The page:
Gases are classified in different ways according to definitions by different regulations including Department of Transportation (DOT) and Fire Code regulations as well as by classification systems such as the Globally Harmonized System of Classification and Labelling of Chemicals (GHS). These classifications are different and overlap in some ways. Users should be aware of all the hazards associated with the gases they are using. The links below are to the Fire Code definitions for compressed gases Web page and GHS and DOT definitions with pictograms to help identify how chemicals are classified.
- Compressed Gas and Cryogen Definitions (PDF)
- GHS-DOT Classification Comparisons Relevant to Compressed Gases (PDF)
Cylinder manufacturers include engraved markings on cylinders to allow proper identification of substances in the container. Do not attempt to identify the compressed gas in the cylinder on your own. Be sure to contact the manufacturer if you are unsure of cylinder contents.
Cylinders stored and used on campus must be clearly labeled. According to United States Department of Transportation (DOT) and Occupational Safety and Health Administration (OSHA) regulations, the labeling must list contents, concentrations, hazard classifications, safety precautions and the manufacturer or supplier. Do not remove manufacturer applied labels. Be sure to contact the manufacturer if you are unsure of a cylinder's contents.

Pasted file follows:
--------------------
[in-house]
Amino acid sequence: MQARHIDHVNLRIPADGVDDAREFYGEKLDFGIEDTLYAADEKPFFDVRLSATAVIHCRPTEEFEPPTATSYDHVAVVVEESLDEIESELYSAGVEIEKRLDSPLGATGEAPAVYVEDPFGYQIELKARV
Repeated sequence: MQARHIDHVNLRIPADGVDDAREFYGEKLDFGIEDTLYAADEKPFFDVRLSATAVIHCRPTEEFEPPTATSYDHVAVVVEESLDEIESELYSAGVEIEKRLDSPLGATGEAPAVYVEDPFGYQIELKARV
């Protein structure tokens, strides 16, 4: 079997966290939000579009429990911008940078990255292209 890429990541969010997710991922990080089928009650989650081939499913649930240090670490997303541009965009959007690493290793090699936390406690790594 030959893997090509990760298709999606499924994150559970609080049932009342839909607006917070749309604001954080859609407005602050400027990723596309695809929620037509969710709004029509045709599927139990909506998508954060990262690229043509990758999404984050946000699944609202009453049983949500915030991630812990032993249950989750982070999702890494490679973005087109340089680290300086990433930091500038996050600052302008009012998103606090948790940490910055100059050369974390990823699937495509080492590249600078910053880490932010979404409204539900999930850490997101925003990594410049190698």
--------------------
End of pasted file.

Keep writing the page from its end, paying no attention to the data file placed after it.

All cylinders should bear a cylinder status tag stating one of the three conditions: full, in-service or empty.
Pressure regulators lower the gas pressure to a useable level. There are two kinds of pressure regulator designs, which appear similar: single-stage and two-stage.
- Single-stage regulators are used when precise control of delivery pressure is not required.
- Two-stage regulators give precise control.
Keep regulators clean and free of surface oil and grease, especially oxidizing gases.
Always use the proper regulator for the gas in the cylinder. Connection fittings, stamped Compressed Gas Association (CGA) numbers, plaques and/or decals on the regulator indicate for which gas the regulator is designed.
Do not use Teflon® tape, putty or other such materials on the threads unless specifically required (or applied) by the manufacturer or vendor.
Praxair, Inc. was selected for a University contract to provide compressed and liquid (cryogenic) gases after an open competitive solicitation process, and in consultation with several University departments.
Special Fire Department permits and engineering controls such as a gas storage cabinet may be required to use toxic or corrosive gases. Prior to ordering these gases, you are encouraged to contact EH&S at 206.543.7262 for an assessment and to ensure proper safeguards are met. Extra precautions must also be documented in your standard operating procedures (SOPs) for these chemicals.
Toxic and Highly Toxic Gases
ALL toxic and highly toxic gases are purchased through Praxair, unless unavailable.
Ordering information is provided on the UW eProcurement Web page.
Cylinders and Dewars are particularly vulnerable to damage during transport. Refer to the Transporting Compressed Gases and Cryogens Focus Sheet for best practices for transporting these materials safely.